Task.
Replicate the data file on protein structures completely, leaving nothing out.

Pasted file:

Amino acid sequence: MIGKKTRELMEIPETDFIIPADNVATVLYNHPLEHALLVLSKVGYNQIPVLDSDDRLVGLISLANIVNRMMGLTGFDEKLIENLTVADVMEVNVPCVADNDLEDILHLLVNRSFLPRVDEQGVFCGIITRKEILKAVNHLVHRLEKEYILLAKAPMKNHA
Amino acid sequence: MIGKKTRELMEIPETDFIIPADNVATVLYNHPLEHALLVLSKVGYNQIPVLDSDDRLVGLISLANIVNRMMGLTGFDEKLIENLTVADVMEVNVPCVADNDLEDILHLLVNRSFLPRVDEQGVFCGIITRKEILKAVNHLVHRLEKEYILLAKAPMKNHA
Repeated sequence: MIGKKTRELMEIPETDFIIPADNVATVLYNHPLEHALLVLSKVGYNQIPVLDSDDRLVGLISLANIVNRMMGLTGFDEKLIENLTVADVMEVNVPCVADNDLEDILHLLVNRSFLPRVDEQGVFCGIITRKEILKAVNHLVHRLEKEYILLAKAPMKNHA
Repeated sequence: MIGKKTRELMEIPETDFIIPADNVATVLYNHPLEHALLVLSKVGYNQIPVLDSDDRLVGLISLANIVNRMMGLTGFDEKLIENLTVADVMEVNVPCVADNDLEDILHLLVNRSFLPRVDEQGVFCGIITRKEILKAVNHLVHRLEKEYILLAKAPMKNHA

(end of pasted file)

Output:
Amino acid sequence: MIGKKTRELMEIPETDFIIPADNVATVLYNHPLEHALLVLSKVGYNQIPVLDSDDRLVGLISLANIVNRMMGLTGFDEKLIENLTVADVMEVNVPCVADNDLEDILHLLVNRSFLPRVDEQGVFCGIITRKEILKAVNHLVHRLEKEYILLAKAPMKNHA
Amino acid sequence: MIGKKTRELMEIPETDFIIPADNVATVLYNHPLEHALLVLSKVGYNQIPVLDSDDRLVGLISLANIVNRMMGLTGFDEKLIENLTVADVMEVNVPCVADNDLEDILHLLVNRSFLPRVDEQGVFCGIITRKEILKAVNHLVHRLEKEYILLAKAPMKNHA
Repeated sequence: MIGKKTRELMEIPETDFIIPADNVATVLYNHPLEHALLVLSKVGYNQIPVLDSDDRLVGLISLANIVNRMMGLTGFDEKLIENLTVADVMEVNVPCVADNDLEDILHLLVNRSFLPRVDEQGVFCGIITRKEILKAVNHLVHRLEKEYILLAKAPMKNHA
Repeated sequence: MIGKKTRELMEIPETDFIIPADNVATVLYNHPLEHALLVLSKVGYNQIPVLDSDDRLVGLISLANIVNRMMGLTGFDEKLIENLTVADVMEVNVPCVADNDLEDILHLLVNRSFLPRVDEQGVFCGIITRKEILKAVNHLVHRLEKEYILLAKAPMKNHA